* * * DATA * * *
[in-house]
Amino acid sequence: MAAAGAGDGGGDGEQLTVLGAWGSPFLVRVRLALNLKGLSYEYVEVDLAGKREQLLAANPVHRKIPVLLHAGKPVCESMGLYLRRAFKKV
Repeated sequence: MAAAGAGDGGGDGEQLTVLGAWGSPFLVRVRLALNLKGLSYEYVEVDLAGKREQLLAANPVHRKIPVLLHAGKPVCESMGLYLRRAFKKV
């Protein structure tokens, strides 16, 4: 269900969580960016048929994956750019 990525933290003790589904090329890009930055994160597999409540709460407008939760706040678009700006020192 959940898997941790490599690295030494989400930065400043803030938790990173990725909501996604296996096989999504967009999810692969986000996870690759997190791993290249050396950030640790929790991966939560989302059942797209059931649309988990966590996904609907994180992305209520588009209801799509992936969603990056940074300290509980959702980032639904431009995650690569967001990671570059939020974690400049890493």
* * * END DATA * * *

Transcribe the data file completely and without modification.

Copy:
[in-house]
Amino acid sequence: MAAAGAGDGGGDGEQLTVLGAWGSPFLVRVRLALNLKGLSYEYVEVDLAGKREQLLAANPVHRKIPVLLHAGKPVCESMGLYLRRAFKKV
Repeated sequence: MAAAGAGDGGGDGEQLTVLGAWGSPFLVRVRLALNLKGLSYEYVEVDLAGKREQLLAANPVHRKIPVLLHAGKPVCESMGLYLRRAFKKV
């Protein structure tokens, strides 16, 4: 269900969580960016048929994956750019 990525933290003790589904090329890009930055994160597999409540709460407008939760706040678009700006020192 959940898997941790490599690295030494989400930065400043803030938790990173990725909501996604296996096989999504967009999810692969986000996870690759997190791993290249050396950030640790929790991966939560989302059942797209059931649309988990966590996904609907994180992305209520588009209801799509992936969603990056940074300290509980959702980032639904431009995650690569967001990671570059939020974690400049890493």